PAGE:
The Primary Problem with Educational Technology

There is much that’s wrong with the educational technology (“edtech”) market. However, the title of an essay I read last week sums up the biggest problem as succinctly as possible: Caring Doesn’t Scale.

This three-word sentence captures so much. First, it clearly communicates that “scale” has become a virtue. More importantly, it implies that old-fashioned virtues – things like caring about people – simply can’t compare in importance to modern values like scale. It would be an interesting thought exercise to re-examine the traditional seven virtues (prudence, justice, temperance, courage, faith, hope, and charity) and decide what each of their edtech replacements would be. However, I’m positive that in the updated version of the EdTech Bible, Corinthians 13:13 ends “the greatest of these is charity scale.”

Nobel-prize winning economist Thomas Schelling once made the distinction between an “identified life” and a “statistical life.” Identified lives belong to people we know and care about. Statistical lives belong to future imagined people who are nameless, faceless, and unknowable. Schelling argued that we think about – and even value – these two kinds of lives differently:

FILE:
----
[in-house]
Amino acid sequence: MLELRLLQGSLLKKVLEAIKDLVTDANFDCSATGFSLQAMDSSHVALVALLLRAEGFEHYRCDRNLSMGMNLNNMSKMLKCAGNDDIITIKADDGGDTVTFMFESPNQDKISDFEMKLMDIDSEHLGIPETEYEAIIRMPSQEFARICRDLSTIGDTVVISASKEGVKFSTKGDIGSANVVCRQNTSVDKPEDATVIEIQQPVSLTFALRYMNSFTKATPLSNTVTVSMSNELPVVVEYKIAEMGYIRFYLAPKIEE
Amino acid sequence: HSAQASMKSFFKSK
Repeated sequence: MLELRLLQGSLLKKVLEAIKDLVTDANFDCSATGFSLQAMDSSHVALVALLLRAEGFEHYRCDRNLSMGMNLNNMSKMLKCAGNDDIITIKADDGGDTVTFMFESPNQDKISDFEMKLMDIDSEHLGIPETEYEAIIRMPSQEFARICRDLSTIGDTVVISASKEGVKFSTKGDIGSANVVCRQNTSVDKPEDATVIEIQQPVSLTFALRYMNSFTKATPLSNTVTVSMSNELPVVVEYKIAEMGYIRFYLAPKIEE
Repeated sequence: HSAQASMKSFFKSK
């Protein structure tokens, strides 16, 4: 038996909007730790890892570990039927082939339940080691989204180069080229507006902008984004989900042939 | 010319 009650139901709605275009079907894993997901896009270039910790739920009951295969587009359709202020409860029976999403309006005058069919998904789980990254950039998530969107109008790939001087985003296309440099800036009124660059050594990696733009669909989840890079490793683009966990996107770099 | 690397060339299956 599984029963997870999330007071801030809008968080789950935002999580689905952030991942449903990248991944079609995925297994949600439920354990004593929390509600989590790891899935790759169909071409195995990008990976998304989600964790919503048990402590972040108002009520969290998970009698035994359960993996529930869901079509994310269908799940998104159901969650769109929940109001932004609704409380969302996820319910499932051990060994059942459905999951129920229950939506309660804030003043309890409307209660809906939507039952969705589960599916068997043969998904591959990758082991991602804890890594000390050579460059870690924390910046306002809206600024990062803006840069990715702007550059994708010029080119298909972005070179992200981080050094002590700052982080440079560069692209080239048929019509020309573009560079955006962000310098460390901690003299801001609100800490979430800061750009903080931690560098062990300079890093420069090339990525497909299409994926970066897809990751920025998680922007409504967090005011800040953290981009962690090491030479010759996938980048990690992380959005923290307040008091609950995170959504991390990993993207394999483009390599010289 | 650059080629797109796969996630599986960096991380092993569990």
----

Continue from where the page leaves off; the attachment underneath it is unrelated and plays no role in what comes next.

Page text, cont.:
Let a six-year-old girl with brown hair need thousands of dollars for an operation that will prolong her life until Christmas, and the post office will be swamped with nickels and dimes to save her. But let it be reported that without a sales tax the hospital facilities of Massachusetts will deteriorate and cause a barely perceptible increase in preventable deaths—not many will drop a tear or reach for their checkbooks.

Edtech companies are primarily focused on what we might call “statistical students.” How could they not be? Their veneration of scale necessarily piles up students until they become tiny dots in a distribution, converts them into a billion small contributors to Big Data.

Why are we hell-bent on taking the greatest communications technology ever known and making sure that no one communicates with it? Why must we replace opportunities to interact with teachers and tutors with artificial intelligence and adaptive systems? Why are we so excited by the prospect of care, encouragement, and support giving way to a “Next” button that algorithmically chooses what a student should see next? The answer is that caring doesn’t scale – and given the choice between the two, mainstream edtech chooses to scale. (For sake of completeness, we should explicitly state the corollary to ‘caring doesn’t scale,’ which is ‘scaling doesn’t care.’)

If I could shout something from the rooftops, perhaps it would be this: edtech doesn’t have to be this way – there are other ways to imagine the use of technology in education.